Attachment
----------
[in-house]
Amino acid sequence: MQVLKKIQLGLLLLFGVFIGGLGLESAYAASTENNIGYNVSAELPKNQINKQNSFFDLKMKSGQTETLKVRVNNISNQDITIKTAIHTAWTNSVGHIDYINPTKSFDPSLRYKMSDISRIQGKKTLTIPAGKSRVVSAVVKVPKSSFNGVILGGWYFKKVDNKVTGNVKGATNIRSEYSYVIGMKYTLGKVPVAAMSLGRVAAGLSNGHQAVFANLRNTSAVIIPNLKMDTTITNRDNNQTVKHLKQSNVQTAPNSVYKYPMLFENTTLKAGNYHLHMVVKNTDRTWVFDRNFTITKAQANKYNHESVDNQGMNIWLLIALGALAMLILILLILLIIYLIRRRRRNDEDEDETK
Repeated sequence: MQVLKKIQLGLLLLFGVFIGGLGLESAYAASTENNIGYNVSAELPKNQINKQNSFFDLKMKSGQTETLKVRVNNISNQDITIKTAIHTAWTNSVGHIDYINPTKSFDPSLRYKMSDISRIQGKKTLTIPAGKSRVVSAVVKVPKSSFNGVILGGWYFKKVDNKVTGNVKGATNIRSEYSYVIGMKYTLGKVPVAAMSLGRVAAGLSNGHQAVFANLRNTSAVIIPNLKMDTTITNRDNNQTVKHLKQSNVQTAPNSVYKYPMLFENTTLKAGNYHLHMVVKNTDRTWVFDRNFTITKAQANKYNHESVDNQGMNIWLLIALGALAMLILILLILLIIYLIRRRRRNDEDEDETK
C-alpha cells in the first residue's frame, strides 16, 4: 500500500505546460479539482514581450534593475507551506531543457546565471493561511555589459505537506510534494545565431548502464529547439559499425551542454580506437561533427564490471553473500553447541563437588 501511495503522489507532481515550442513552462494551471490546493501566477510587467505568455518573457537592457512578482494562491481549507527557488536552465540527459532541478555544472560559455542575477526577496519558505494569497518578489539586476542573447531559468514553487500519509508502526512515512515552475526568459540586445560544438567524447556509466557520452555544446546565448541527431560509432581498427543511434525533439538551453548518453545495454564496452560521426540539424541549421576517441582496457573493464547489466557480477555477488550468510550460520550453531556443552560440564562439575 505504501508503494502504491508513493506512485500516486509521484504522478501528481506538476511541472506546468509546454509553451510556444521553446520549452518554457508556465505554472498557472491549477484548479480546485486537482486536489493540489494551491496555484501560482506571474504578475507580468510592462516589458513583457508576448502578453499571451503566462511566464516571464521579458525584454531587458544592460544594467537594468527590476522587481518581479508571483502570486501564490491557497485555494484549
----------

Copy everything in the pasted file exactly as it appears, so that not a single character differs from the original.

[in-house]
Amino acid sequence: MQVLKKIQLGLLLLFGVFIGGLGLESAYAASTENNIGYNVSAELPKNQINKQNSFFDLKMKSGQTETLKVRVNNISNQDITIKTAIHTAWTNSVGHIDYINPTKSFDPSLRYKMSDISRIQGKKTLTIPAGKSRVVSAVVKVPKSSFNGVILGGWYFKKVDNKVTGNVKGATNIRSEYSYVIGMKYTLGKVPVAAMSLGRVAAGLSNGHQAVFANLRNTSAVIIPNLKMDTTITNRDNNQTVKHLKQSNVQTAPNSVYKYPMLFENTTLKAGNYHLHMVVKNTDRTWVFDRNFTITKAQANKYNHESVDNQGMNIWLLIALGALAMLILILLILLIIYLIRRRRRNDEDEDETK
Repeated sequence: MQVLKKIQLGLLLLFGVFIGGLGLESAYAASTENNIGYNVSAELPKNQINKQNSFFDLKMKSGQTETLKVRVNNISNQDITIKTAIHTAWTNSVGHIDYINPTKSFDPSLRYKMSDISRIQGKKTLTIPAGKSRVVSAVVKVPKSSFNGVILGGWYFKKVDNKVTGNVKGATNIRSEYSYVIGMKYTLGKVPVAAMSLGRVAAGLSNGHQAVFANLRNTSAVIIPNLKMDTTITNRDNNQTVKHLKQSNVQTAPNSVYKYPMLFENTTLKAGNYHLHMVVKNTDRTWVFDRNFTITKAQANKYNHESVDNQGMNIWLLIALGALAMLILILLILLIIYLIRRRRRNDEDEDETK
C-alpha cells in the first residue's frame, strides 16, 4: 500500500505546460479539482514581450534593475507551506531543457546565471493561511555589459505537506510534494545565431548502464529547439559499425551542454580506437561533427564490471553473500553447541563437588 501511495503522489507532481515550442513552462494551471490546493501566477510587467505568455518573457537592457512578482494562491481549507527557488536552465540527459532541478555544472560559455542575477526577496519558505494569497518578489539586476542573447531559468514553487500519509508502526512515512515552475526568459540586445560544438567524447556509466557520452555544446546565448541527431560509432581498427543511434525533439538551453548518453545495454564496452560521426540539424541549421576517441582496457573493464547489466557480477555477488550468510550460520550453531556443552560440564562439575 505504501508503494502504491508513493506512485500516486509521484504522478501528481506538476511541472506546468509546454509553451510556444521553446520549452518554457508556465505554472498557472491549477484548479480546485486537482486536489493540489494551491496555484501560482506571474504578475507580468510592462516589458513583457508576448502578453499571451503566462511566464516571464521579458525584454531587458544592460544594467537594468527590476522587481518581479508571483502570486501564490491557497485555494484549